Research Papers & Projects: 150pts     Research Project & Paper One (Genre): Poetry and the O.E.D Online: 30pts Research Project & Paper Two (Genre): Prose and Primary Sources: 30pts Research Project & Paper Three (Theory): Major Texts and Contributions: 30pts Final Research Project & Paper (Praxis): Genre/Theory: 60pts

Participation: Individual, Group & Online Discussions: 50pts   In-class Individual and Group Discussions & Presentations: 25pts Online Individual & Team Discussions: 25pts

Mid-Term & Final Exam: 100pts   Take Home Mid-Term Essay Exam: 50pts In-Class Final Essay Exam: 50pts

DEPARTMENT POLICIES: Attendance & Participation: We believe that learning through writing best occurs when students complete assignments in sequence and submit them on time. We expect students to be present when a class is scheduled to begin, assignment in hand, ready to participate in the day's work. Students who have to miss a class because of an emergency must speak to their instructor in time to attend the following class fully prepared and up-to-date. Individual instructors have additional attendance requirements. It is the student's responsibility to be aware of these requirements.

Plagiarism: A student has an obligation to exhibit honesty and high ethical standards in carrying out academic assignments. Submitting the work of another person in a manner that represents the work as one's own constitutes plagiarism. NOTE: Refer to Answers Student Handbook for Brookdale's Academic Integrity Code, Student Conduct Code and Student Grade Appeal Process. Computers: Computers may be used to help facilitate the writing process, exams, or research required for the course. Intentional misuse or mistreatment is strictly forbidden. Please see your instructor for all technical assistance. COLLEGE POLICIES: For information regarding: o Brookdale’s Academic Integrity Code o Student Conduct Code o Student Grade Appeal Process Please refer to the STUDENT HANDBOOK AND BCC CATALOG. NOTIFICATION FOR STUDENTS WITH DISABILITIES: Brookdale Community College offers reasonable accommodations and/or services to persons with disabilities. Students with disabilities who wish to self-identify must contact the Disabilities Services Office at 732-224-2730 or 732-842-4211 (TTY), provide appropriate documentation of the disability, and request specific accommodations or services. If a student qualifies, reasonable accommodations and/or services, which are appropriate for the college level and are recommended in the documentation, can be approved. ADDITIONAL SUPPORT/LABS: Department Secretary - (732) 224-2513 Office location: East Wing of Larrison Hall - LAH 222. Hours: 8:30 A.M.-5:00 P.M. Monday through Friday. Bankier Library Students will find Bankier Library an essential and vital component to their experience in the course. For more information on hours of operation, please visit: or call: (732) 224-2706. The English Subject Specialist Librarian at Bankier Library is Professor Karen Topham: or (732) 224-2479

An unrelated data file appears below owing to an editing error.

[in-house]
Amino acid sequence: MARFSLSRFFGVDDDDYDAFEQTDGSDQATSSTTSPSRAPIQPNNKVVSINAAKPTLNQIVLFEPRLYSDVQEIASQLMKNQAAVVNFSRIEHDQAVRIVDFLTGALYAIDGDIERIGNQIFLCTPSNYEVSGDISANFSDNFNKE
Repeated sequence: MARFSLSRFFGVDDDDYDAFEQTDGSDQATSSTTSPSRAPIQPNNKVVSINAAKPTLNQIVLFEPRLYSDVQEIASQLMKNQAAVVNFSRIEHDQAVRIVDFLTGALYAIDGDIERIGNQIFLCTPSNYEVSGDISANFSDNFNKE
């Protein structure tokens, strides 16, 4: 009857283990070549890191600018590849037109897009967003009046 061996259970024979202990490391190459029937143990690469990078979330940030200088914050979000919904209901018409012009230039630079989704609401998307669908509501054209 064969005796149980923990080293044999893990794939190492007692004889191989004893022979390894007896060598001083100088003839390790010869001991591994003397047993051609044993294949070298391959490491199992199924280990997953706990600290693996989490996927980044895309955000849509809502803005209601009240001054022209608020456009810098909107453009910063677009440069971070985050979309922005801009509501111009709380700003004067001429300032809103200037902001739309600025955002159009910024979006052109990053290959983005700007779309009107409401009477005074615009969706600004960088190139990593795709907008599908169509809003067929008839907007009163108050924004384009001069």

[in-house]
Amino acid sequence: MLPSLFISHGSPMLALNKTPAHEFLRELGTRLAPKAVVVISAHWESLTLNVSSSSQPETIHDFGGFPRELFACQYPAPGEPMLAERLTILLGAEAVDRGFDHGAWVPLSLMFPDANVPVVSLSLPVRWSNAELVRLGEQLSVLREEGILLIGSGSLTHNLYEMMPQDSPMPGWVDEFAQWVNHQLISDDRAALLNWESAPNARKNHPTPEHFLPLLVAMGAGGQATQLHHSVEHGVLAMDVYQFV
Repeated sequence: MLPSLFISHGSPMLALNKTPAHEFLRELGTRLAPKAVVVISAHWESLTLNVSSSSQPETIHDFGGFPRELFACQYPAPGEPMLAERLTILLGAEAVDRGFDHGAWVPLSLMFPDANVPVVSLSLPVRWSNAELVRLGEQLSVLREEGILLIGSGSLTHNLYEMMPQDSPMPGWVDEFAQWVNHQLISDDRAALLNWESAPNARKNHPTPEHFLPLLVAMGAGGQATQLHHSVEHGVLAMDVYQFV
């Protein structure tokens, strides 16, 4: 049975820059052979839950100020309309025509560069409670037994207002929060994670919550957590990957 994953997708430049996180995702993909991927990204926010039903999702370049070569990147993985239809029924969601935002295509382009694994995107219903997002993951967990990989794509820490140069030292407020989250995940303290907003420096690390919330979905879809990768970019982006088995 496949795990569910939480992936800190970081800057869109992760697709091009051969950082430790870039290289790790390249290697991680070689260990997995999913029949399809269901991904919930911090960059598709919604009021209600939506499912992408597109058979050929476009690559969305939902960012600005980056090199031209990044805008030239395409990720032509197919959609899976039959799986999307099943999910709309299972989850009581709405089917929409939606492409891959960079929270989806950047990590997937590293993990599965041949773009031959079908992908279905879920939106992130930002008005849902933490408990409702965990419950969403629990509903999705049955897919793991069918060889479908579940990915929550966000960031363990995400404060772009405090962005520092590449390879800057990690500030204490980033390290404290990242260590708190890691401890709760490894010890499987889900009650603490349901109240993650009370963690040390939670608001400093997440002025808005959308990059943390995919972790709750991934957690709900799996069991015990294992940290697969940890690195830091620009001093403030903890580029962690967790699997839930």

The Writing Center - The Writing Center offers additional assistance to improve your writing. A half-hour appointment in the Writing Center assures you of one-on-one time with a learning assistant. They can work with you at any stage of the writing process, whether you've just started a paper or when you've already finished a draft and are ready to revise. You will make an appointment in the Writing Center whenever your The Writing Center is located in Larrison Hall, Room 118. Phone: (732) 224-2941. Writing Center Hours - Monday – Thursday 9:00 - 8:00; Friday 9:00 - 5:00; Saturday 10:00 - 2:00 (No summer Saturday hours) Writing Center assistance is also available at the following extension sites – call for Center hours: Asbury Park (732) 774-3363 Bayshore (732) 224-2725 Long Branch (732) 224-2757 Western Monmouth (732) 224-2713 Writing Center Appointments Writing students must use TutorTrac to schedule and cancel Writing Center appointments. TutorTrac is the Web-based appointment scheduling, tracking, and reporting software used by the Brookdale Community College Writing Centers (Lincroft, Asbury Park, Bayshore, Long Branch, Western Monmouth-Freehold). To schedule or cancel a Writing Center appointment, go online using any Internet browser (Explorer must be version 5.5 or higher) and type in the following Web address to go to the TutorTrac login screen: Enter User Name: Your first initial followed by your last name (no spaces, all lowercase). Enter Password: The last 6-digits only of your Brookdale Community College ID number (located on your student ID card and the upper left corner of your class schedule). Detailed TutorTrac instructions are available in the Writing Centers and on the English Department Web page.